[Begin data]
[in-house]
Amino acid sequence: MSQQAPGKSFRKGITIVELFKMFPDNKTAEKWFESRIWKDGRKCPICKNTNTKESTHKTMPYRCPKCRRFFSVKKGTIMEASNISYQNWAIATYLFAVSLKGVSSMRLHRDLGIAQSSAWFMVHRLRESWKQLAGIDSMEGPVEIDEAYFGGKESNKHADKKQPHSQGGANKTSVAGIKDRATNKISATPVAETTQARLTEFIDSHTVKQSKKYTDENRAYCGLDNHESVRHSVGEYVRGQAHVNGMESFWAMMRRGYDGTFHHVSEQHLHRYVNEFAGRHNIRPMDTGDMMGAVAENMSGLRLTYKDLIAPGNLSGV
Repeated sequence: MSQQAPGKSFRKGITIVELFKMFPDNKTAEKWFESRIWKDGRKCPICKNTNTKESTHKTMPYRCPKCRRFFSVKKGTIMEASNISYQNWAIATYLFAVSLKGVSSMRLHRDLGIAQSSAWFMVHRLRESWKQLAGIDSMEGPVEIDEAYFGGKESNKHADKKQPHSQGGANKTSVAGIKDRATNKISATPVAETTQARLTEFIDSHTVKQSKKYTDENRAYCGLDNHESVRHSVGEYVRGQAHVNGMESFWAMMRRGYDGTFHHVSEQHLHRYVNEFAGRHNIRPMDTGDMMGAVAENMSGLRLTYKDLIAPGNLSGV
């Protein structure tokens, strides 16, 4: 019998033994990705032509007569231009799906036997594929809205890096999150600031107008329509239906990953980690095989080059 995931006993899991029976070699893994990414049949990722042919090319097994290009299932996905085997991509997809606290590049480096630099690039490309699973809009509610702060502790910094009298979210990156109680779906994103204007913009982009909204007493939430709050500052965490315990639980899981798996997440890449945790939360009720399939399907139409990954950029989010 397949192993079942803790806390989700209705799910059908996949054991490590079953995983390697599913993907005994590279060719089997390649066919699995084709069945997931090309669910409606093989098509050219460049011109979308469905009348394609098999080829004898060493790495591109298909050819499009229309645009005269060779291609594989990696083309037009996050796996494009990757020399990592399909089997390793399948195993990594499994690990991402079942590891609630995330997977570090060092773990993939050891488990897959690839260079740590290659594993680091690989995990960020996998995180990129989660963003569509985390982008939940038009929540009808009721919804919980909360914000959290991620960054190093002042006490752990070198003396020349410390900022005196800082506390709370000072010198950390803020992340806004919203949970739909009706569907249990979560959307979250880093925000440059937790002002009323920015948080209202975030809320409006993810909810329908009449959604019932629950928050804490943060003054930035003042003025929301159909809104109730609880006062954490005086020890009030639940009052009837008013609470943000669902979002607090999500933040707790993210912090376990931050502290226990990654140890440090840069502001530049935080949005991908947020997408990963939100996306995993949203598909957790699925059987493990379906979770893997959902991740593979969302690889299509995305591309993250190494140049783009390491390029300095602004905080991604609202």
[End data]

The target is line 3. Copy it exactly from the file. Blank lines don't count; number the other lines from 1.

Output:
Repeated sequence: MSQQAPGKSFRKGITIVELFKMFPDNKTAEKWFESRIWKDGRKCPICKNTNTKESTHKTMPYRCPKCRRFFSVKKGTIMEASNISYQNWAIATYLFAVSLKGVSSMRLHRDLGIAQSSAWFMVHRLRESWKQLAGIDSMEGPVEIDEAYFGGKESNKHADKKQPHSQGGANKTSVAGIKDRATNKISATPVAETTQARLTEFIDSHTVKQSKKYTDENRAYCGLDNHESVRHSVGEYVRGQAHVNGMESFWAMMRRGYDGTFHHVSEQHLHRYVNEFAGRHNIRPMDTGDMMGAVAENMSGLRLTYKDLIAPGNLSGV